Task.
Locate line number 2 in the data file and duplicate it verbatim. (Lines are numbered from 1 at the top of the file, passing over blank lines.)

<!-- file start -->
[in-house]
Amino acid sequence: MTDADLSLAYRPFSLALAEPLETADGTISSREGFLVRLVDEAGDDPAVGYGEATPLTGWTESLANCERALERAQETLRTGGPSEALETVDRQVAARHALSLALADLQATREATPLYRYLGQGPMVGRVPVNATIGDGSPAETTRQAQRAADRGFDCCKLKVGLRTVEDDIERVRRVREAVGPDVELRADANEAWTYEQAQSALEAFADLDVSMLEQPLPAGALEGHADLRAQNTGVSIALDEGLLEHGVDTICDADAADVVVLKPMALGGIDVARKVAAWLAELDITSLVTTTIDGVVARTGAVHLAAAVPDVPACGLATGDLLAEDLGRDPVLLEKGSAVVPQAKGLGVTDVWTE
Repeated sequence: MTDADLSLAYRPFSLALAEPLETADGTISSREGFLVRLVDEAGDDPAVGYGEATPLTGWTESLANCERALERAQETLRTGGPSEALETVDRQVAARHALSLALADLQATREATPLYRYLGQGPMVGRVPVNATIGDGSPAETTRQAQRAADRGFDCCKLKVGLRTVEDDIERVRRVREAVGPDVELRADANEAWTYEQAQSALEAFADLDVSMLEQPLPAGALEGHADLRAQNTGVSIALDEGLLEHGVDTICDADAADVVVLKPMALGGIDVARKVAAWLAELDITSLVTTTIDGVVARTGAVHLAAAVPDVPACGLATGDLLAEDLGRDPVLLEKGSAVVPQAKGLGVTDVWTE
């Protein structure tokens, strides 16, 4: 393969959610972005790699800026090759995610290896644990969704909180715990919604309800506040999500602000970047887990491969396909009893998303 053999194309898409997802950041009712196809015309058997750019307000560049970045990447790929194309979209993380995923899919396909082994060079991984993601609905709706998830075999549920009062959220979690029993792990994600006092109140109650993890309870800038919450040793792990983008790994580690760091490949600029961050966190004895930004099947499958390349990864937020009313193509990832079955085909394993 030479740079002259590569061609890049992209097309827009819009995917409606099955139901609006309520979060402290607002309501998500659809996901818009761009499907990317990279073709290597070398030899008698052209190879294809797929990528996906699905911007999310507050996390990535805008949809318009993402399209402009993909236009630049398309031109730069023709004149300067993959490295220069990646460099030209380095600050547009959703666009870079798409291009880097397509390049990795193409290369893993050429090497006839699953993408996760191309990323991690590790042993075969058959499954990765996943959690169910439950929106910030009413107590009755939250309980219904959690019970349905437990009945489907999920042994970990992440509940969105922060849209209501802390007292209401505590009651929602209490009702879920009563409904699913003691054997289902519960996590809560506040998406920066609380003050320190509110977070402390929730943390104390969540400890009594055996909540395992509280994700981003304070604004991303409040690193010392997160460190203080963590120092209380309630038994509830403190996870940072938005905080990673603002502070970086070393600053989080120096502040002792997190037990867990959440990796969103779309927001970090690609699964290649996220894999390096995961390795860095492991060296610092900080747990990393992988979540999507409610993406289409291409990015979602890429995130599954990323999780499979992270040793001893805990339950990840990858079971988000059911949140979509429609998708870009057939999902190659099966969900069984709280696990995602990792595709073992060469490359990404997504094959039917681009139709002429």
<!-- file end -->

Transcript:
Amino acid sequence: MTDADLSLAYRPFSLALAEPLETADGTISSREGFLVRLVDEAGDDPAVGYGEATPLTGWTESLANCERALERAQETLRTGGPSEALETVDRQVAARHALSLALADLQATREATPLYRYLGQGPMVGRVPVNATIGDGSPAETTRQAQRAADRGFDCCKLKVGLRTVEDDIERVRRVREAVGPDVELRADANEAWTYEQAQSALEAFADLDVSMLEQPLPAGALEGHADLRAQNTGVSIALDEGLLEHGVDTICDADAADVVVLKPMALGGIDVARKVAAWLAELDITSLVTTTIDGVVARTGAVHLAAAVPDVPACGLATGDLLAEDLGRDPVLLEKGSAVVPQAKGLGVTDVWTE